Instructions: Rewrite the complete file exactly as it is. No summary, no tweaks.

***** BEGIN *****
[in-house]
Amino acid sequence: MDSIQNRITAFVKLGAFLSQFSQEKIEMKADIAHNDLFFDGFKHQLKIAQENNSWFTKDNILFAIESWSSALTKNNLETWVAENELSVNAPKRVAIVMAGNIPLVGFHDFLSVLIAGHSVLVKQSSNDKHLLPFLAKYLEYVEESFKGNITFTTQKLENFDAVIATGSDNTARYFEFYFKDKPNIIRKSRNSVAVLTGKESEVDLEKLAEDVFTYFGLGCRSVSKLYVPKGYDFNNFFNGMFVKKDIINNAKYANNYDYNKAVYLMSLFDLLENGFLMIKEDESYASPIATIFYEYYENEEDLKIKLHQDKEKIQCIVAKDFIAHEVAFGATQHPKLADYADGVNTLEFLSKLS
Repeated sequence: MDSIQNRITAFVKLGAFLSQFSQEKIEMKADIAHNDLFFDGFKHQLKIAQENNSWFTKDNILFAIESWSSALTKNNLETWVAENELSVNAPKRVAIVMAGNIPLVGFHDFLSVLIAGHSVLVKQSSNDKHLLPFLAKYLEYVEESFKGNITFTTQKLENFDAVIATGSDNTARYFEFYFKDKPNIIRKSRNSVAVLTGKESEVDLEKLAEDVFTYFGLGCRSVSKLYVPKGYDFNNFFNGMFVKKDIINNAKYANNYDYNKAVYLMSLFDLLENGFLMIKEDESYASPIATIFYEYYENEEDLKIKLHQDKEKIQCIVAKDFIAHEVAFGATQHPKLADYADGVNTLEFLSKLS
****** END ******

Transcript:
[in-house]
Amino acid sequence: MDSIQNRITAFVKLGAFLSQFSQEKIEMKADIAHNDLFFDGFKHQLKIAQENNSWFTKDNILFAIESWSSALTKNNLETWVAENELSVNAPKRVAIVMAGNIPLVGFHDFLSVLIAGHSVLVKQSSNDKHLLPFLAKYLEYVEESFKGNITFTTQKLENFDAVIATGSDNTARYFEFYFKDKPNIIRKSRNSVAVLTGKESEVDLEKLAEDVFTYFGLGCRSVSKLYVPKGYDFNNFFNGMFVKKDIINNAKYANNYDYNKAVYLMSLFDLLENGFLMIKEDESYASPIATIFYEYYENEEDLKIKLHQDKEKIQCIVAKDFIAHEVAFGATQHPKLADYADGVNTLEFLSKLS
Repeated sequence: MDSIQNRITAFVKLGAFLSQFSQEKIEMKADIAHNDLFFDGFKHQLKIAQENNSWFTKDNILFAIESWSSALTKNNLETWVAENELSVNAPKRVAIVMAGNIPLVGFHDFLSVLIAGHSVLVKQSSNDKHLLPFLAKYLEYVEESFKGNITFTTQKLENFDAVIATGSDNTARYFEFYFKDKPNIIRKSRNSVAVLTGKESEVDLEKLAEDVFTYFGLGCRSVSKLYVPKGYDFNNFFNGMFVKKDIINNAKYANNYDYNKAVYLMSLFDLLENGFLMIKEDESYASPIATIFYEYYENEEDLKIKLHQDKEKIQCIVAKDFIAHEVAFGATQHPKLADYADGVNTLEFLSKLS